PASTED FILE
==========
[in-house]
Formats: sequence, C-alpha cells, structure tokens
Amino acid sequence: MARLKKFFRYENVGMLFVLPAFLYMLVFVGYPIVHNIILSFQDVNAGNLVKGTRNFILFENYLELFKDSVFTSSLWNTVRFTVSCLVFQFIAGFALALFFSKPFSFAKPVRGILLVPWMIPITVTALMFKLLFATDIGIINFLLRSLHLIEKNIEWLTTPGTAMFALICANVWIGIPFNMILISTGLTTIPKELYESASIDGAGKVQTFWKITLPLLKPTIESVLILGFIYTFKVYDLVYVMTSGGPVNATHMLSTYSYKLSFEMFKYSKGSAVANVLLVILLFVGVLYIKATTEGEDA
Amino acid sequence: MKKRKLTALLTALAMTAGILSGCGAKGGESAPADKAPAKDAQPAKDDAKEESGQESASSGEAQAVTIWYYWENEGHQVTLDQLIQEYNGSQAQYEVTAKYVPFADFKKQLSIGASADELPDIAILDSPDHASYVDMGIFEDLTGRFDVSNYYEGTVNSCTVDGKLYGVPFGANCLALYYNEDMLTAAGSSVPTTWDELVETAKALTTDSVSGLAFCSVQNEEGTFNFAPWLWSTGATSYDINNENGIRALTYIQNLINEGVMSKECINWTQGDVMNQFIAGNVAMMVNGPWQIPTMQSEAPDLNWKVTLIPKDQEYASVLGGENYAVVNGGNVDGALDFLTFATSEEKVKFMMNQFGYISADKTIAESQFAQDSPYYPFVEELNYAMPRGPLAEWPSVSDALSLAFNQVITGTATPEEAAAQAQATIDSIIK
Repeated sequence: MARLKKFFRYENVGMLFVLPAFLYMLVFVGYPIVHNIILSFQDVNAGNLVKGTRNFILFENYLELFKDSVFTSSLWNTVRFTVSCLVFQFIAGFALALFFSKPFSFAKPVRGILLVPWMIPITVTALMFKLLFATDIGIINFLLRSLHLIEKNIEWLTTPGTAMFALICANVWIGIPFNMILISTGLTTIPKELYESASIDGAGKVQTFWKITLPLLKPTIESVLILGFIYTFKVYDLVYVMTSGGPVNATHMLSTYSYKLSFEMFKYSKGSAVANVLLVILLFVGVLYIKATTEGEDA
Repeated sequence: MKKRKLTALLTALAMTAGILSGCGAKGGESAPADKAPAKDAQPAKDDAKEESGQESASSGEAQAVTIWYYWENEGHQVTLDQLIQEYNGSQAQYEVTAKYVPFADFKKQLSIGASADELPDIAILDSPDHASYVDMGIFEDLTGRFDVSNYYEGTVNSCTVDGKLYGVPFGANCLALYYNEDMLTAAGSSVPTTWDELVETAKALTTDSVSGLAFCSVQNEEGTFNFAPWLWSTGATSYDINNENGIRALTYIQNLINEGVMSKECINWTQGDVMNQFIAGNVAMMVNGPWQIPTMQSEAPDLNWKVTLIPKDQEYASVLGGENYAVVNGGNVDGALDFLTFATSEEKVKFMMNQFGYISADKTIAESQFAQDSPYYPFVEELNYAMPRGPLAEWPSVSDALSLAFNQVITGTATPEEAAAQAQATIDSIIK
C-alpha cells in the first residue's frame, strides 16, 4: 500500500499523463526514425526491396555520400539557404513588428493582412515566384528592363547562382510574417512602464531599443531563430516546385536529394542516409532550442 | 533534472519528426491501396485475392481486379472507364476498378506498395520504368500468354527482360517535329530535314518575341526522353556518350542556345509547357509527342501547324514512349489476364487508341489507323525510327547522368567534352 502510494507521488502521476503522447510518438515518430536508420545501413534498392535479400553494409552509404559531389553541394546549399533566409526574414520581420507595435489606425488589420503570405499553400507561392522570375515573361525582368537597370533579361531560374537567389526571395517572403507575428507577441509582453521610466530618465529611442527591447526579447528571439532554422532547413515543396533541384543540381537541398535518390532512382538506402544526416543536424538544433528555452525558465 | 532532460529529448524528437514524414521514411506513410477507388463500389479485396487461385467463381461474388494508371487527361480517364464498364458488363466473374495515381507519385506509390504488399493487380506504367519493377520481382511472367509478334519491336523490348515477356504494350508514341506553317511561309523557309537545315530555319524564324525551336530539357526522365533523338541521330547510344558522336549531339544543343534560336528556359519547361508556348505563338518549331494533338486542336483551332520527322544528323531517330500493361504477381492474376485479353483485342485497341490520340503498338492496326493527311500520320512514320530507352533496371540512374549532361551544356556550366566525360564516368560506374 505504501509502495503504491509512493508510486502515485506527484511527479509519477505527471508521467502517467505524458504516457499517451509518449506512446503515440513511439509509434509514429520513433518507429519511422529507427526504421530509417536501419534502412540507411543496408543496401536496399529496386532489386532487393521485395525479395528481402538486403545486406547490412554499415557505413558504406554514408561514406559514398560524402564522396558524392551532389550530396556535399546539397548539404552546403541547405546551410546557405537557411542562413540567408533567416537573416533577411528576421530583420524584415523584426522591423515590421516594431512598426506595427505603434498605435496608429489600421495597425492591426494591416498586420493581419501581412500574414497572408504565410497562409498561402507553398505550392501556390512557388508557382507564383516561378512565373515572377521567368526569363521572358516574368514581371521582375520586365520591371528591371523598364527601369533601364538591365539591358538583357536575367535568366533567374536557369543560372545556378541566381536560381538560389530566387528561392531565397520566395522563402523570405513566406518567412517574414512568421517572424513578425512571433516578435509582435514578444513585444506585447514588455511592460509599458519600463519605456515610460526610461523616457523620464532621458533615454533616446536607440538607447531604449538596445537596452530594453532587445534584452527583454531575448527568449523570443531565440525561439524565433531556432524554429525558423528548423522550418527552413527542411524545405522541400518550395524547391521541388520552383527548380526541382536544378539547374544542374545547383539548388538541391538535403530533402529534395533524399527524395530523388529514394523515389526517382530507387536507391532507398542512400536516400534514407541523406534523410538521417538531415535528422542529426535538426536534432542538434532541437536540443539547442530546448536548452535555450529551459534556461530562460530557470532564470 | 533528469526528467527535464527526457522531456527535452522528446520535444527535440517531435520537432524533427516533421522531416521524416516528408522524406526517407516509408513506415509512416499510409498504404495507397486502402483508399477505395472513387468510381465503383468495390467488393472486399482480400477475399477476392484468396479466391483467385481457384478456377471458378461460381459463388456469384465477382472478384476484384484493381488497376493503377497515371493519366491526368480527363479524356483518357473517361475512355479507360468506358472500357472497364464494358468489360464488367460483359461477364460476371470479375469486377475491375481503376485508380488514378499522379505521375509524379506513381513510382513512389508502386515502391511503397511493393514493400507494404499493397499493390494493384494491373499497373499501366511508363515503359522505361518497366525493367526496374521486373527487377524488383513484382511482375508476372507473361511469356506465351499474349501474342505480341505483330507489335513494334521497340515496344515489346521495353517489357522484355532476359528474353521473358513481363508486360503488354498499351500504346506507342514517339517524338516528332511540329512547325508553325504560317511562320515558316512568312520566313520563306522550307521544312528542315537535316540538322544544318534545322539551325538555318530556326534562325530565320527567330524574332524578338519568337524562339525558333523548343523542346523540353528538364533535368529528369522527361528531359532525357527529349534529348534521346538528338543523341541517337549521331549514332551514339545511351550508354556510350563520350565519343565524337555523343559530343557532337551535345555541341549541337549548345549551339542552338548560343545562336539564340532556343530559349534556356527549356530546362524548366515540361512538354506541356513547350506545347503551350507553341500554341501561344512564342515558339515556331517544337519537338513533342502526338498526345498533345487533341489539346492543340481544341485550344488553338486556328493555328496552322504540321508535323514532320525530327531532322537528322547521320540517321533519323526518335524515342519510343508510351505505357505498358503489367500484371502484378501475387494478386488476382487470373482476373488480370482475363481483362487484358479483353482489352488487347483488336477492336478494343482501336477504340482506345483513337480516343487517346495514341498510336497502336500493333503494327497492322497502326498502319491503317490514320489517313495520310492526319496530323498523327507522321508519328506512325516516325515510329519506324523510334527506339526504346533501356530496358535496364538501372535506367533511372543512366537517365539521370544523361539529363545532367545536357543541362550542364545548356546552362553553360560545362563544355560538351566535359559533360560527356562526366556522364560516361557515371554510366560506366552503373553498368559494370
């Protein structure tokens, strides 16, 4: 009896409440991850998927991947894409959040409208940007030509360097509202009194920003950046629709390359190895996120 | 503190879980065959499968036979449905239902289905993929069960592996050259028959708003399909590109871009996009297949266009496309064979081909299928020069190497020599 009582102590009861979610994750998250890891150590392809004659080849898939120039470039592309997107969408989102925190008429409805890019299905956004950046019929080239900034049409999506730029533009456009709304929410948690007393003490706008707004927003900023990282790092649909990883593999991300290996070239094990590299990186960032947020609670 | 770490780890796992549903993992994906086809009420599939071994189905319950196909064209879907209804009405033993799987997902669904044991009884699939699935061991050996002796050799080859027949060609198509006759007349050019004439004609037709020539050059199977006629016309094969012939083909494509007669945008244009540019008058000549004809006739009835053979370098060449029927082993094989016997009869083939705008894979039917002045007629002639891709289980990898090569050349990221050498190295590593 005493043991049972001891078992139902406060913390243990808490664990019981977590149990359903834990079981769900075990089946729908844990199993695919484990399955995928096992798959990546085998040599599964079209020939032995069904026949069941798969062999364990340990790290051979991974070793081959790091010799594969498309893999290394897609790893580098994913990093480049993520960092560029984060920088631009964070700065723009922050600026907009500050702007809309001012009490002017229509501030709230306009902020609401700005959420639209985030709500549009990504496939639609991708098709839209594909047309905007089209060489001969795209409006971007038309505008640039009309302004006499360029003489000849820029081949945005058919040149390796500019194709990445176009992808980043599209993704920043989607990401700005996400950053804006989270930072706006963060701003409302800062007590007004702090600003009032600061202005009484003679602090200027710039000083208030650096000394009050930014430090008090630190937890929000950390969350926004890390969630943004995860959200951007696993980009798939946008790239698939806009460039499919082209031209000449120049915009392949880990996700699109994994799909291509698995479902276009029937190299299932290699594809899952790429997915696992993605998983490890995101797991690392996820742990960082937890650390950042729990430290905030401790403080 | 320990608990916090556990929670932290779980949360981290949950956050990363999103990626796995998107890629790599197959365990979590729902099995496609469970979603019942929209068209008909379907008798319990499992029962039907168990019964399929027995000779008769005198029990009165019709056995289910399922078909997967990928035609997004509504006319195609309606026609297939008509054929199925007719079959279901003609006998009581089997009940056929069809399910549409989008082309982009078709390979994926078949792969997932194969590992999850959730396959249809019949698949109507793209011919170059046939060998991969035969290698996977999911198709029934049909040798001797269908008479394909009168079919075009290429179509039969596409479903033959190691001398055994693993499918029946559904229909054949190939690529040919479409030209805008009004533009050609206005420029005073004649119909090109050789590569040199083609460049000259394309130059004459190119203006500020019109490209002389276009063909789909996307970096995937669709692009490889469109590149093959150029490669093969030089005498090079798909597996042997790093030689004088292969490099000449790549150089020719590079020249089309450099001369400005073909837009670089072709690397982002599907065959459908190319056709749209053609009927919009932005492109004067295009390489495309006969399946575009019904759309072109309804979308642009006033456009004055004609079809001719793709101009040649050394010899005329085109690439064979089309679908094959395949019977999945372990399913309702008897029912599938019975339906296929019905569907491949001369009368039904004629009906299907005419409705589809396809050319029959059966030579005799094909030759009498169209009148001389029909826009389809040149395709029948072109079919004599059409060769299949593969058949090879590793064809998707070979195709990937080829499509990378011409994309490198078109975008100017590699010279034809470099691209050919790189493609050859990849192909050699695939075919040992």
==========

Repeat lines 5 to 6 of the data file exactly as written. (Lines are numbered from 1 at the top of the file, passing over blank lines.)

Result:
Repeated sequence: MARLKKFFRYENVGMLFVLPAFLYMLVFVGYPIVHNIILSFQDVNAGNLVKGTRNFILFENYLELFKDSVFTSSLWNTVRFTVSCLVFQFIAGFALALFFSKPFSFAKPVRGILLVPWMIPITVTALMFKLLFATDIGIINFLLRSLHLIEKNIEWLTTPGTAMFALICANVWIGIPFNMILISTGLTTIPKELYESASIDGAGKVQTFWKITLPLLKPTIESVLILGFIYTFKVYDLVYVMTSGGPVNATHMLSTYSYKLSFEMFKYSKGSAVANVLLVILLFVGVLYIKATTEGEDA
Repeated sequence: MKKRKLTALLTALAMTAGILSGCGAKGGESAPADKAPAKDAQPAKDDAKEESGQESASSGEAQAVTIWYYWENEGHQVTLDQLIQEYNGSQAQYEVTAKYVPFADFKKQLSIGASADELPDIAILDSPDHASYVDMGIFEDLTGRFDVSNYYEGTVNSCTVDGKLYGVPFGANCLALYYNEDMLTAAGSSVPTTWDELVETAKALTTDSVSGLAFCSVQNEEGTFNFAPWLWSTGATSYDINNENGIRALTYIQNLINEGVMSKECINWTQGDVMNQFIAGNVAMMVNGPWQIPTMQSEAPDLNWKVTLIPKDQEYASVLGGENYAVVNGGNVDGALDFLTFATSEEKVKFMMNQFGYISADKTIAESQFAQDSPYYPFVEELNYAMPRGPLAEWPSVSDALSLAFNQVITGTATPEEAAAQAQATIDSIIK